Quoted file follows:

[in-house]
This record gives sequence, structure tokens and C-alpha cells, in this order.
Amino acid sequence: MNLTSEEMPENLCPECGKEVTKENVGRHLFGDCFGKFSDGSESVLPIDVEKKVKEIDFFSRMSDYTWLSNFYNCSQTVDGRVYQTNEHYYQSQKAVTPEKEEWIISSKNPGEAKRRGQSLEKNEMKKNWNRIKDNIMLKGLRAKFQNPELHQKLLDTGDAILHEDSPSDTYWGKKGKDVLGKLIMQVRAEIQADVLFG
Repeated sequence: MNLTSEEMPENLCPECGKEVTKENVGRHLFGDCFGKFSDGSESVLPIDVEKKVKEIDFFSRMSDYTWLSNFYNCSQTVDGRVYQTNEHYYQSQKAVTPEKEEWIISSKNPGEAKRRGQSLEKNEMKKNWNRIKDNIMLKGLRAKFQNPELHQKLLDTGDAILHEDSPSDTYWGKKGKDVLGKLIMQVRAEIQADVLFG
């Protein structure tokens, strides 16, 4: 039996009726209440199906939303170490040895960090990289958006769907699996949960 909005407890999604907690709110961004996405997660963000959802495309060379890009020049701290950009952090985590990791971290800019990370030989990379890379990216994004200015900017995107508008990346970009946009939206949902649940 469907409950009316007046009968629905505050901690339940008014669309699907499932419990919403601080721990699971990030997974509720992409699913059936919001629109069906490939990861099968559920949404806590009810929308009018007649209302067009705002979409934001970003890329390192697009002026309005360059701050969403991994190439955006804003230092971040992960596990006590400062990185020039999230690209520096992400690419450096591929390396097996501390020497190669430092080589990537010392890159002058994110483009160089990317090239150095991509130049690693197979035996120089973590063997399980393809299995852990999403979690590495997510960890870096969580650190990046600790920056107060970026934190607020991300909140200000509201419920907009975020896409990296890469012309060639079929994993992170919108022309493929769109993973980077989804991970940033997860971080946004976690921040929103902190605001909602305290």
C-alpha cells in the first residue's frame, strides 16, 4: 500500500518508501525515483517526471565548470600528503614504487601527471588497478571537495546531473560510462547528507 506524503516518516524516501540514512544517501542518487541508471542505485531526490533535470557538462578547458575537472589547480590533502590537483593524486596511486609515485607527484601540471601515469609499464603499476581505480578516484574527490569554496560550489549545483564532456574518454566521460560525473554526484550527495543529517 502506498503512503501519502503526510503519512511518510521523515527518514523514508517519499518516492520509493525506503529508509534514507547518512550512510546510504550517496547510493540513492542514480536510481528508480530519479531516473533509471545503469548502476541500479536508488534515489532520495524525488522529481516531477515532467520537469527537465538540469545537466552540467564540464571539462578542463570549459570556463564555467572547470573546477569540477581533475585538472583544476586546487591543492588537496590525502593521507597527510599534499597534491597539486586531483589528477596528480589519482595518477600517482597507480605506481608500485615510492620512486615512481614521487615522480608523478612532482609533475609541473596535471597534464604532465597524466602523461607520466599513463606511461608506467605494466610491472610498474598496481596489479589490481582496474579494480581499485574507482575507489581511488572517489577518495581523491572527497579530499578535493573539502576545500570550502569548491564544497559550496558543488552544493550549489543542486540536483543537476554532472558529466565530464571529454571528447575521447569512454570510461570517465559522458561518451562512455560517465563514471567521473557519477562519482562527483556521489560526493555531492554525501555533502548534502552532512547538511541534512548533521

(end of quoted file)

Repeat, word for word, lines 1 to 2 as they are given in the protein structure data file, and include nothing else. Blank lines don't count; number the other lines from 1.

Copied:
[in-house]
This record gives sequence, structure tokens and C-alpha cells, in this order.